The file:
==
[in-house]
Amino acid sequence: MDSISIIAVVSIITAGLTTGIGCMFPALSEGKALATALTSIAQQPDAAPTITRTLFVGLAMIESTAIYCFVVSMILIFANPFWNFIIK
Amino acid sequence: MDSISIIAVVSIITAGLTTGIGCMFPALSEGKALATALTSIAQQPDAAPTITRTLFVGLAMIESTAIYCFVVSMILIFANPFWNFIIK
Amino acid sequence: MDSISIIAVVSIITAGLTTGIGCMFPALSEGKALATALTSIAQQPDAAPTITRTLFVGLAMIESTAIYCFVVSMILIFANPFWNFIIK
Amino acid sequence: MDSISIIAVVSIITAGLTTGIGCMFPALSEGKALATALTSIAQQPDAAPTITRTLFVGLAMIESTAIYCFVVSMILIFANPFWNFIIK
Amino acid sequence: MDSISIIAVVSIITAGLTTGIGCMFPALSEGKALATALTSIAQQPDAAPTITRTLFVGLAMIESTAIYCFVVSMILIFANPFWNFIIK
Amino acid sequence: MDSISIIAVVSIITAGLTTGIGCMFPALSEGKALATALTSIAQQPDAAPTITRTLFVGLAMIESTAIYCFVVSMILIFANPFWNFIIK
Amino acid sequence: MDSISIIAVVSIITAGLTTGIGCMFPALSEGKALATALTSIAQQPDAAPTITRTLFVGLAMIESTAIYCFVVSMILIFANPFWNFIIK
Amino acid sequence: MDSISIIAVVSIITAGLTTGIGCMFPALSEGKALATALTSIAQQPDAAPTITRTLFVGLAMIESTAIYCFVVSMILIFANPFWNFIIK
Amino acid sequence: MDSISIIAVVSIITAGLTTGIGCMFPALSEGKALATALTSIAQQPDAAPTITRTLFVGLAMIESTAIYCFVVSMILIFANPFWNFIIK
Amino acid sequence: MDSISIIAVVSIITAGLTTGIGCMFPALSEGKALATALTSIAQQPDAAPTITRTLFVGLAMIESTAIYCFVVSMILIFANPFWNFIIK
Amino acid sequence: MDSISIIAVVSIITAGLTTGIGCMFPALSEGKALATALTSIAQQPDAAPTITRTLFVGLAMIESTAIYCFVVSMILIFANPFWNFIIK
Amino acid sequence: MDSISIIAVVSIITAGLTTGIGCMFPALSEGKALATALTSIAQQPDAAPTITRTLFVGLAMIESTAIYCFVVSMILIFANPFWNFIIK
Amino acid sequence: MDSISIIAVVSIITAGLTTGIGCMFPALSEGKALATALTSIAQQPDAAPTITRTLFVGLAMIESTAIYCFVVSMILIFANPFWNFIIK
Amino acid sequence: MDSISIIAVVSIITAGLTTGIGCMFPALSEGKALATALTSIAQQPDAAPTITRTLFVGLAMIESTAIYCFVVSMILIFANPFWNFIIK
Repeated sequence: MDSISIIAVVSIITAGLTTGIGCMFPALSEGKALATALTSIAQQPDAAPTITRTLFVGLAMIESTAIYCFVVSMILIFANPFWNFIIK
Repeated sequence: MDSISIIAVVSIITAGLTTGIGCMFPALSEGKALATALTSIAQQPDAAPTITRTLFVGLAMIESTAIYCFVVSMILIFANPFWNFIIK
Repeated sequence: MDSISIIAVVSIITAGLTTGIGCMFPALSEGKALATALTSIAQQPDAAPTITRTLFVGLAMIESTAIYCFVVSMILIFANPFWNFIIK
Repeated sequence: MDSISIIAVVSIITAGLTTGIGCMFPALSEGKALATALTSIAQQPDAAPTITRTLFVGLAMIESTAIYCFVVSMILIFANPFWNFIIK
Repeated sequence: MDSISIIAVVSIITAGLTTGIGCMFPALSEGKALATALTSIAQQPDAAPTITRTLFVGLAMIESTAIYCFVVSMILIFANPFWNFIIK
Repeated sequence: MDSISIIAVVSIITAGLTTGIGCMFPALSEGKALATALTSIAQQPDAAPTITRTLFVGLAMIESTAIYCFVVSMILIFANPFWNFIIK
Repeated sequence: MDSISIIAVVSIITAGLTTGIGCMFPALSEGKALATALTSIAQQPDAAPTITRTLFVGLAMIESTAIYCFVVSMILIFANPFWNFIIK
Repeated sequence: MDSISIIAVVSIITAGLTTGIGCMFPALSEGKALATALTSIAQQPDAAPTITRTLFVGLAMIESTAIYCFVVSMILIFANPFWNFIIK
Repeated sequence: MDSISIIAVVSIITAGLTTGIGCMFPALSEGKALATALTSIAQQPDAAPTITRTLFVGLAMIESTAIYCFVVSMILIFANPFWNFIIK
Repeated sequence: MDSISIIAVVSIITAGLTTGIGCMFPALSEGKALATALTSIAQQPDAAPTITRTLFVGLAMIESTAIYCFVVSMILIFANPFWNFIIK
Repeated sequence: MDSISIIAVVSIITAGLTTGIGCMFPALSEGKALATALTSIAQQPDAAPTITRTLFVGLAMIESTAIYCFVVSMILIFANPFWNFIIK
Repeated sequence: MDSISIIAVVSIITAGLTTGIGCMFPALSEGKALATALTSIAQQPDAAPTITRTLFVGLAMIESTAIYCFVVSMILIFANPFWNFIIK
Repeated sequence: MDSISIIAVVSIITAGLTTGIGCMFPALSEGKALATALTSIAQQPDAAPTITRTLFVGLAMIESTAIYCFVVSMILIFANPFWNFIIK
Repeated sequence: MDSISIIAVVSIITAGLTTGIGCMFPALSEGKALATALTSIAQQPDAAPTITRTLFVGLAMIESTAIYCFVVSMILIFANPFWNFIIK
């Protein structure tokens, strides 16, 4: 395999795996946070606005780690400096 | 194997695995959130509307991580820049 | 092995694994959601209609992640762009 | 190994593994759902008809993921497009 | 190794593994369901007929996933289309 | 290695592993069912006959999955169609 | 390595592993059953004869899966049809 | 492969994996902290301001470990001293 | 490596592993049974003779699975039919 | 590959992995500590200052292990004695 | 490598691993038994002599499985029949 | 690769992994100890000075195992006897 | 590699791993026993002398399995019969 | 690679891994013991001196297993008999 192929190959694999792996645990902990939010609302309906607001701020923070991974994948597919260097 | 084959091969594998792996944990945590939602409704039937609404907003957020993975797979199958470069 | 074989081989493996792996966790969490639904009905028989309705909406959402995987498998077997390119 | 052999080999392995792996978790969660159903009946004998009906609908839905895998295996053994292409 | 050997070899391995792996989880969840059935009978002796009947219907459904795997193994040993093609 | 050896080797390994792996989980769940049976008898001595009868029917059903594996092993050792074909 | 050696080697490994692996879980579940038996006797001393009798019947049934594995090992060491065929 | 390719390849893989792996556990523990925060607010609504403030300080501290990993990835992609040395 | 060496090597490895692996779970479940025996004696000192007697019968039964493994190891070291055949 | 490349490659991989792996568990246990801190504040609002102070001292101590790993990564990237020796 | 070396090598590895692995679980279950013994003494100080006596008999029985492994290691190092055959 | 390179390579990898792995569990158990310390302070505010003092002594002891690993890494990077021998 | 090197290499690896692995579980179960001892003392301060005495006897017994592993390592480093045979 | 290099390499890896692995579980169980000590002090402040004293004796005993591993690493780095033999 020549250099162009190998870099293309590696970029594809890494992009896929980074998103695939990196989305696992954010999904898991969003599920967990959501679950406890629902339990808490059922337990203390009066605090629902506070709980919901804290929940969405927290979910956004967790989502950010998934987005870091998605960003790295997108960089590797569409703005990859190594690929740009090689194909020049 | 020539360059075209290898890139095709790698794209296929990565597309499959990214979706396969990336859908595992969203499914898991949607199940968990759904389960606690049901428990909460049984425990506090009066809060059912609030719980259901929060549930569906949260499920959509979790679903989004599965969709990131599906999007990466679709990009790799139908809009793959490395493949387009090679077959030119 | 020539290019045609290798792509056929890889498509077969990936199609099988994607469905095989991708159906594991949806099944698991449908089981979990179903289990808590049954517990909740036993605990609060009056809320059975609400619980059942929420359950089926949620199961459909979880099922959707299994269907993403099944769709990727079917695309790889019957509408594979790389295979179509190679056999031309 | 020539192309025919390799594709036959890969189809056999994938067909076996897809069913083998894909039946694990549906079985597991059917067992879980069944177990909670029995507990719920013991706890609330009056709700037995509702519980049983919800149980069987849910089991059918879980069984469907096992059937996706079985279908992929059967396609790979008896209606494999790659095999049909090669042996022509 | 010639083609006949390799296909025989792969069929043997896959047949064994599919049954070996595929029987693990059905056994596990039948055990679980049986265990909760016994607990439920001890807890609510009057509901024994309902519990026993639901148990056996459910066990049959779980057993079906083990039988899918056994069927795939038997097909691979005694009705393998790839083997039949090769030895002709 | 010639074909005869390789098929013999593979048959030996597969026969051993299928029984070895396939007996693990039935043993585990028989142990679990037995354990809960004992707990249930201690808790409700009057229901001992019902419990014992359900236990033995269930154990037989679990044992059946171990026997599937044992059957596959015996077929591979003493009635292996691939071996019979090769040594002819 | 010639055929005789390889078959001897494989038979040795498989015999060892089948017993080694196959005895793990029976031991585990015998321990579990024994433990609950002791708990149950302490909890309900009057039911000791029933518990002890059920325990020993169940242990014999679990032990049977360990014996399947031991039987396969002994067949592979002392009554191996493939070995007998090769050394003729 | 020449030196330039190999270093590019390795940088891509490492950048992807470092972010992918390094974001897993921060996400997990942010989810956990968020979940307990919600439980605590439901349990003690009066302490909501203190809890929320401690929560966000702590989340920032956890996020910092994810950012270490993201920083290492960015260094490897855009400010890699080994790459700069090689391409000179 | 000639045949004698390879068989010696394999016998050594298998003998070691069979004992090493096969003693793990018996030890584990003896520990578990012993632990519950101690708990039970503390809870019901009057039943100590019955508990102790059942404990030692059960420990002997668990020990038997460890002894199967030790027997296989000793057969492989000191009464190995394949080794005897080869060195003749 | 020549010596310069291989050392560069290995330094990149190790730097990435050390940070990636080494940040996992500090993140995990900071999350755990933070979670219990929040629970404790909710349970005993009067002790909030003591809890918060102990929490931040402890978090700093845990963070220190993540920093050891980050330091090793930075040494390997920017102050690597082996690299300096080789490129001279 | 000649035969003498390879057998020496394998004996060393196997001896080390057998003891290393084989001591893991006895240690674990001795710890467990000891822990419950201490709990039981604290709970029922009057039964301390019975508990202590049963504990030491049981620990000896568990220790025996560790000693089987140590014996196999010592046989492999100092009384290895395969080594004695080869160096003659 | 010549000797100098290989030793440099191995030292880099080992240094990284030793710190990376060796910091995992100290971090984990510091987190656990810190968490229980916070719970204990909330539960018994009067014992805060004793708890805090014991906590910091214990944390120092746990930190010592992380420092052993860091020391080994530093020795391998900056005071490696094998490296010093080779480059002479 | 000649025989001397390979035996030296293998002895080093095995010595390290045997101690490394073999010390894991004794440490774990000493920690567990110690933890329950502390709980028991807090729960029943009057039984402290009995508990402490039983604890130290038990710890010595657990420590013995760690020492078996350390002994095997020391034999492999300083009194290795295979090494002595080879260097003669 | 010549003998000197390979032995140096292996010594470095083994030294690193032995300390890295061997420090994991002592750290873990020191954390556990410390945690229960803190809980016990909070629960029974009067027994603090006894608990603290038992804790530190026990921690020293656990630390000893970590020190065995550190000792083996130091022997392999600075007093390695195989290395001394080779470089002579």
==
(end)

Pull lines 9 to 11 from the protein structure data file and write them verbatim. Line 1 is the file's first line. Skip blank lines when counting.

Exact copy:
Amino acid sequence: MDSISIIAVVSIITAGLTTGIGCMFPALSEGKALATALTSIAQQPDAAPTITRTLFVGLAMIESTAIYCFVVSMILIFANPFWNFIIK
Amino acid sequence: MDSISIIAVVSIITAGLTTGIGCMFPALSEGKALATALTSIAQQPDAAPTITRTLFVGLAMIESTAIYCFVVSMILIFANPFWNFIIK
Amino acid sequence: MDSISIIAVVSIITAGLTTGIGCMFPALSEGKALATALTSIAQQPDAAPTITRTLFVGLAMIESTAIYCFVVSMILIFANPFWNFIIK